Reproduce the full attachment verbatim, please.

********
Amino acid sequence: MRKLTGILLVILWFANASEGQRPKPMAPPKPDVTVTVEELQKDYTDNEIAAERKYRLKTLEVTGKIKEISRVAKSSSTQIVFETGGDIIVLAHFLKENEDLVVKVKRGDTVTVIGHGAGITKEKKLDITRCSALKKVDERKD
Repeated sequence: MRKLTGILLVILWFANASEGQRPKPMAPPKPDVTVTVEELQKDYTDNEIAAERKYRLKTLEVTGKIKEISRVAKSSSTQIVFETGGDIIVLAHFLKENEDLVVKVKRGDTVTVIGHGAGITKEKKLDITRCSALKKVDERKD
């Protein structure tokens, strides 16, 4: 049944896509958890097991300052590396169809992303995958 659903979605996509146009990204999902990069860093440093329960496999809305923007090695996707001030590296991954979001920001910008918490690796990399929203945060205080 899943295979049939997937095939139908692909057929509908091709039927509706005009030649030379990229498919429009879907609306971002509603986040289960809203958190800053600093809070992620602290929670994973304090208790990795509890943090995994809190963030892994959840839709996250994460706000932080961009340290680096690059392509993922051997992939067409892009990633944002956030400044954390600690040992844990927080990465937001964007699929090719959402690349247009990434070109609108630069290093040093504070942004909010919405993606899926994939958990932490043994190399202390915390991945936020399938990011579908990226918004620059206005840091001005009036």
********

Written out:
Amino acid sequence: MRKLTGILLVILWFANASEGQRPKPMAPPKPDVTVTVEELQKDYTDNEIAAERKYRLKTLEVTGKIKEISRVAKSSSTQIVFETGGDIIVLAHFLKENEDLVVKVKRGDTVTVIGHGAGITKEKKLDITRCSALKKVDERKD
Repeated sequence: MRKLTGILLVILWFANASEGQRPKPMAPPKPDVTVTVEELQKDYTDNEIAAERKYRLKTLEVTGKIKEISRVAKSSSTQIVFETGGDIIVLAHFLKENEDLVVKVKRGDTVTVIGHGAGITKEKKLDITRCSALKKVDERKD
């Protein structure tokens, strides 16, 4: 049944896509958890097991300052590396169809992303995958 659903979605996509146009990204999902990069860093440093329960496999809305923007090695996707001030590296991954979001920001910008918490690796990399929203945060205080 899943295979049939997937095939139908692909057929509908091709039927509706005009030649030379990229498919429009879907609306971002509603986040289960809203958190800053600093809070992620602290929670994973304090208790990795509890943090995994809190963030892994959840839709996250994460706000932080961009340290680096690059392509993922051997992939067409892009990633944002956030400044954390600690040992844990927080990465937001964007699929090719959402690349247009990434070109609108630069290093040093504070942004909010919405993606899926994939958990932490043994190399202390915390991945936020399938990011579908990226918004620059206005840091001005009036």